TORONTO — Rallying metals and energy shares led a broad-based advance on Canada’s main stock index Friday, as oil and gold prices rose sharply.
The Toronto Stock Exchange’s S&P/TSX composite index was up 64.97 points to 15,807.17.
“Nearly a third of the equity markets are benefiting from the resource trade,” said Shailesh Kshatriya, director of Canadian strategies at Russell Investments Canada.
Rising oil prices saw the November crude contract advance 85 cents to US$51.45 per barrel — an increase which Kshatriya partially attributed to bullish trade data showing that Chinese oil imports were up.
Looking at 2017 as a whole, an International Energy Agency report released Thursday said that it expects Chinese oil demand growth to accelerate to 540 kb/d from 310 kb/d in 2016.
Some geopolitical uncertainties out of oil-rich regions in the Middle East also contributed to Friday’s bounce in crude prices, Kshatriya added. “That could potentially contribute some disruption in terms of movement of oil for that region,” he said.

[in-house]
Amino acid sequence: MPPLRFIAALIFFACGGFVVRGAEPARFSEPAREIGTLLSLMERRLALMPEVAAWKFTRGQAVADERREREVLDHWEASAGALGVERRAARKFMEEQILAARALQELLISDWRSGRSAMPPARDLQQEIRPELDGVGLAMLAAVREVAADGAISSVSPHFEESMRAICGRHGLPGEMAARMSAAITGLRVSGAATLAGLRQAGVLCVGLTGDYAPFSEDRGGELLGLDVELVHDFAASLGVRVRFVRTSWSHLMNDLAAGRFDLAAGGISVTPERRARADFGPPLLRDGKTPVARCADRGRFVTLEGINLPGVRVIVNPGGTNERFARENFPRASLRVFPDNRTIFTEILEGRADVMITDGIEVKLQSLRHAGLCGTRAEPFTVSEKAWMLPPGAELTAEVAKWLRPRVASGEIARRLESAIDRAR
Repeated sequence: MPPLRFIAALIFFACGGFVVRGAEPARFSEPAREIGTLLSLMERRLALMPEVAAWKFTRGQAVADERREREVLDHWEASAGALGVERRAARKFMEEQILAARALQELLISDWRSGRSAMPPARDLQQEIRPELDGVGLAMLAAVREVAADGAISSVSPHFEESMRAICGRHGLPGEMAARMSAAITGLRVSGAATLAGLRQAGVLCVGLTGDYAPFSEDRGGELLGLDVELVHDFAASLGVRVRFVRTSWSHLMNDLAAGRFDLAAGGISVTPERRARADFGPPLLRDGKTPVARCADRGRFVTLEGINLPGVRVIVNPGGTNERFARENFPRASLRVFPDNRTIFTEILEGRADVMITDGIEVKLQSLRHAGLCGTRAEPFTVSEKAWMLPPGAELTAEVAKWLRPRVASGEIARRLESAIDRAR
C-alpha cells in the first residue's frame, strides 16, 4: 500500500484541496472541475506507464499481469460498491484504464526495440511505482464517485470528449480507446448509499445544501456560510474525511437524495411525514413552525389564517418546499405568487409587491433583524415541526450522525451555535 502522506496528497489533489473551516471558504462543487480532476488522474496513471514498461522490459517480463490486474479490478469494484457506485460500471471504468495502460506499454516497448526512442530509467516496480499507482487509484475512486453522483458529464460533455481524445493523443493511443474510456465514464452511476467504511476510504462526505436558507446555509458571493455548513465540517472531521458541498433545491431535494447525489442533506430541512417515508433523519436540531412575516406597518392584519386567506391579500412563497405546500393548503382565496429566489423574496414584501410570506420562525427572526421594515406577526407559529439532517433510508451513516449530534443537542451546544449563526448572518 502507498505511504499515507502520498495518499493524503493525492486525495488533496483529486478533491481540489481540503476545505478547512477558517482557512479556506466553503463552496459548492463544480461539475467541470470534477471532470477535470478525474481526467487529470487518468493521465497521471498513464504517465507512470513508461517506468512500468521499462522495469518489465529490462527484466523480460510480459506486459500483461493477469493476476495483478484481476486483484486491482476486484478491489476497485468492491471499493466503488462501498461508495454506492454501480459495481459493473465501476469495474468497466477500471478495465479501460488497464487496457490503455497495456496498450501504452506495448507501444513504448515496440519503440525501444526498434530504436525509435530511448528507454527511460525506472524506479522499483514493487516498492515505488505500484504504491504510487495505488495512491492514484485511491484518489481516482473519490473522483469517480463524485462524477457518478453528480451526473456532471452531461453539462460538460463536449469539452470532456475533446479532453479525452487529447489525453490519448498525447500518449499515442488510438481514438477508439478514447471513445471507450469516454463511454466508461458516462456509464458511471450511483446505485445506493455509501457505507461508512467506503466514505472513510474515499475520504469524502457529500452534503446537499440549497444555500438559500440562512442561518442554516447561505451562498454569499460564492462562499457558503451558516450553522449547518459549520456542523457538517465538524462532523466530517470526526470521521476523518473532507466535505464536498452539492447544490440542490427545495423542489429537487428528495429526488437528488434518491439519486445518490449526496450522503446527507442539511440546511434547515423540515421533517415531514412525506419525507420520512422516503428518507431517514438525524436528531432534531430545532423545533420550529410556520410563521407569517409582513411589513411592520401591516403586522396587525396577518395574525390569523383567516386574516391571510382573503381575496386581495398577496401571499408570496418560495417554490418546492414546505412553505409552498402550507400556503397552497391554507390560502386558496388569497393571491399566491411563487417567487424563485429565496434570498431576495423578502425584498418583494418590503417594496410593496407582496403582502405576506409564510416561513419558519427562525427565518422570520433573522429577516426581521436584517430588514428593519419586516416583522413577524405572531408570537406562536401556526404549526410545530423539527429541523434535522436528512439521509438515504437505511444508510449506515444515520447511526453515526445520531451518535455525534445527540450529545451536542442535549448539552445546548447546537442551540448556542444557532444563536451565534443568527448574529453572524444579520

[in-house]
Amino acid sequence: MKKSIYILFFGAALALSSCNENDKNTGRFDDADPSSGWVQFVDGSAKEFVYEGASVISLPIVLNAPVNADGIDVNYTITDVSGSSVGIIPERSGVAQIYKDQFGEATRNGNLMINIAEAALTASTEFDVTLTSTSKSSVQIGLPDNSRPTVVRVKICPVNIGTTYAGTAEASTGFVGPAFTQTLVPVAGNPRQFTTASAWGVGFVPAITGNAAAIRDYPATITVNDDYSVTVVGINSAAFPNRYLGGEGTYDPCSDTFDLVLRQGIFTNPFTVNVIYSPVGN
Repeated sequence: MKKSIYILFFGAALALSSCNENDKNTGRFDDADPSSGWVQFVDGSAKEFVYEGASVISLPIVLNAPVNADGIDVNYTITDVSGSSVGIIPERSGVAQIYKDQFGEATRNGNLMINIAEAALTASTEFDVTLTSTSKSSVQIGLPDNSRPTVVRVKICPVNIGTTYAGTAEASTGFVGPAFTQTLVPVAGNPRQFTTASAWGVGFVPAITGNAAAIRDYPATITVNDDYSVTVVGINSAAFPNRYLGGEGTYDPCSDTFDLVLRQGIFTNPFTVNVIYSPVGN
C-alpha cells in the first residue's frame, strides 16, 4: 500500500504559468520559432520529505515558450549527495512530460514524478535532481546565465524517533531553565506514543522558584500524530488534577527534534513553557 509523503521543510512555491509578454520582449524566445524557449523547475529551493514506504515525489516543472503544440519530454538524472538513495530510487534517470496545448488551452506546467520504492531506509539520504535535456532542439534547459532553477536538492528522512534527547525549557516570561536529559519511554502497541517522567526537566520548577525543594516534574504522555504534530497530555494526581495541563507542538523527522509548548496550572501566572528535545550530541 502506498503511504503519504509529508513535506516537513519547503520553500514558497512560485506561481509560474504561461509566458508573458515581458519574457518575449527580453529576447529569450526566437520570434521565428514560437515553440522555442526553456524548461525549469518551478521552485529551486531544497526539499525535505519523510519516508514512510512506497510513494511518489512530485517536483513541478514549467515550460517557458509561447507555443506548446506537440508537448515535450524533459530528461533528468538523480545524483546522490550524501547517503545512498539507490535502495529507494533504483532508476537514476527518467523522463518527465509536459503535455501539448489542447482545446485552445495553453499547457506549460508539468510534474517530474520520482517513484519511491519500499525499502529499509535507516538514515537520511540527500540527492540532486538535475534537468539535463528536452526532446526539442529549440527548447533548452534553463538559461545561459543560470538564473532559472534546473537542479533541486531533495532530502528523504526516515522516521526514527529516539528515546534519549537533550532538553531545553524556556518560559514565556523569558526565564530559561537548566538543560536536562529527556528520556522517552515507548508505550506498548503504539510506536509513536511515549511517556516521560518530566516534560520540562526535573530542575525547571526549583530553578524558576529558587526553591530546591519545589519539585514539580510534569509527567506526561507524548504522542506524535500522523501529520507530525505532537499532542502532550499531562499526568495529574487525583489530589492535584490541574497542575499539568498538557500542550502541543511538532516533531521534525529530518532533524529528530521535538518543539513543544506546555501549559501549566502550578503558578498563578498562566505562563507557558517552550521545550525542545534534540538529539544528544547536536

Base metals and materials companies rose on the TSX with metal prices. The December gold contract advanced $8.10 to US$1,304.60 an ounce and the December copper contract was up one cent to US$3.13 a pound.
South of the border, it was also a positive day for Wall Street, despite falling health insurer and hospital operator stocks in the wake of President Donald Trump’s decision to stop government payments to insurance companies under the Affordable Care Act.
The Dow Jones industrial average added 30.71 points to 22,871.72 and the S&P 500 index inched up 2.24 points to 2,553.17. Meanwhile, the Nasdaq composite index gained 14.29 points to 6,605.80, a record high.
In currency markets, the Canadian dollar was trading at an average price of 80.08 cents US, down 0.10 of a cent.
Elsewhere in commodities, the November natural gas contract was up one cent at US$3.00 per mmBTU.
The Canadian Press